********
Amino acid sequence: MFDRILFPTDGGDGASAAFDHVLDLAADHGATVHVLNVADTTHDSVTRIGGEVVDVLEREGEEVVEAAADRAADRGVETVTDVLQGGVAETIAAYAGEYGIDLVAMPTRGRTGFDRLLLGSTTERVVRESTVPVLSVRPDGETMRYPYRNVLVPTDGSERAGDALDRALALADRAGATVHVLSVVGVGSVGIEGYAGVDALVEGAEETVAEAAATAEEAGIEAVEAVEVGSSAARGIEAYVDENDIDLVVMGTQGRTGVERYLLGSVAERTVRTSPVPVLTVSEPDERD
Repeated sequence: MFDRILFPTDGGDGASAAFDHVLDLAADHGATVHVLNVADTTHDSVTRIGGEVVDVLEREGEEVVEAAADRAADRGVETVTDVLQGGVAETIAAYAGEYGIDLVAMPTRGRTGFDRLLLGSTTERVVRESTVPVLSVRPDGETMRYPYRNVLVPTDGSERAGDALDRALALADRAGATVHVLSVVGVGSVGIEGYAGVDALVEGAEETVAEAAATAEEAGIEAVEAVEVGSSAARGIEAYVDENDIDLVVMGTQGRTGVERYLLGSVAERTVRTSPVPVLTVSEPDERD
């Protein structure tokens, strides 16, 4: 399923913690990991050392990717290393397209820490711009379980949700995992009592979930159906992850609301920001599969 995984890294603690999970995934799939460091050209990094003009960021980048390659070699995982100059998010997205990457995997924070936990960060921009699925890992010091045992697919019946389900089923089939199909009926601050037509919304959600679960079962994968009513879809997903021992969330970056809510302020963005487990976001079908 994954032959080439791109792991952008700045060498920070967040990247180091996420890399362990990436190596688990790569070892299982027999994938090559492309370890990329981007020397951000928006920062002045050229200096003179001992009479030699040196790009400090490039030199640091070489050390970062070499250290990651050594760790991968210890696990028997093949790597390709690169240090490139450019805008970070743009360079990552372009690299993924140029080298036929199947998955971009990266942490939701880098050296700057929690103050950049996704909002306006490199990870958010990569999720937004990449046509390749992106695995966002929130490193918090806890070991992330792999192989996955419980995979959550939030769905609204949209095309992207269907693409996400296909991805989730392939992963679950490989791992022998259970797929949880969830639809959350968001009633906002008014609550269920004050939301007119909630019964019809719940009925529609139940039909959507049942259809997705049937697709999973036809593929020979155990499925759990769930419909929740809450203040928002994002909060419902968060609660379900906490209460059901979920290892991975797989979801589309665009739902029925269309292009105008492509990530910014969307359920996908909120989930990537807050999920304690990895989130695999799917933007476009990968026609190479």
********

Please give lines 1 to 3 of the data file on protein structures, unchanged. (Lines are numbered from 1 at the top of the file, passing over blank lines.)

Amino acid sequence: MFDRILFPTDGGDGASAAFDHVLDLAADHGATVHVLNVADTTHDSVTRIGGEVVDVLEREGEEVVEAAADRAADRGVETVTDVLQGGVAETIAAYAGEYGIDLVAMPTRGRTGFDRLLLGSTTERVVRESTVPVLSVRPDGETMRYPYRNVLVPTDGSERAGDALDRALALADRAGATVHVLSVVGVGSVGIEGYAGVDALVEGAEETVAEAAATAEEAGIEAVEAVEVGSSAARGIEAYVDENDIDLVVMGTQGRTGVERYLLGSVAERTVRTSPVPVLTVSEPDERD
Repeated sequence: MFDRILFPTDGGDGASAAFDHVLDLAADHGATVHVLNVADTTHDSVTRIGGEVVDVLEREGEEVVEAAADRAADRGVETVTDVLQGGVAETIAAYAGEYGIDLVAMPTRGRTGFDRLLLGSTTERVVRESTVPVLSVRPDGETMRYPYRNVLVPTDGSERAGDALDRALALADRAGATVHVLSVVGVGSVGIEGYAGVDALVEGAEETVAEAAATAEEAGIEAVEAVEVGSSAARGIEAYVDENDIDLVVMGTQGRTGVERYLLGSVAERTVRTSPVPVLTVSEPDERD
């Protein structure tokens, strides 16, 4: 399923913690990991050392990717290393397209820490711009379980949700995992009592979930159906992850609301920001599969 995984890294603690999970995934799939460091050209990094003009960021980048390659070699995982100059998010997205990457995997924070936990960060921009699925890992010091045992697919019946389900089923089939199909009926601050037509919304959600679960079962994968009513879809997903021992969330970056809510302020963005487990976001079908 994954032959080439791109792991952008700045060498920070967040990247180091996420890399362990990436190596688990790569070892299982027999994938090559492309370890990329981007020397951000928006920062002045050229200096003179001992009479030699040196790009400090490039030199640091070489050390970062070499250290990651050594760790991968210890696990028997093949790597390709690169240090490139450019805008970070743009360079990552372009690299993924140029080298036929199947998955971009990266942490939701880098050296700057929690103050950049996704909002306006490199990870958010990569999720937004990449046509390749992106695995966002929130490193918090806890070991992330792999192989996955419980995979959550939030769905609204949209095309992207269907693409996400296909991805989730392939992963679950490989791992022998259970797929949880969830639809959350968001009633906002008014609550269920004050939301007119909630019964019809719940009925529609139940039909959507049942259809997705049937697709999973036809593929020979155990499925759990769930419909929740809450203040928002994002909060419902968060609660379900906490209460059901979920290892991975797989979801589309665009739902029925269309292009105008492509990530910014969307359920996908909120989930990537807050999920304690990895989130695999799917933007476009990968026609190479």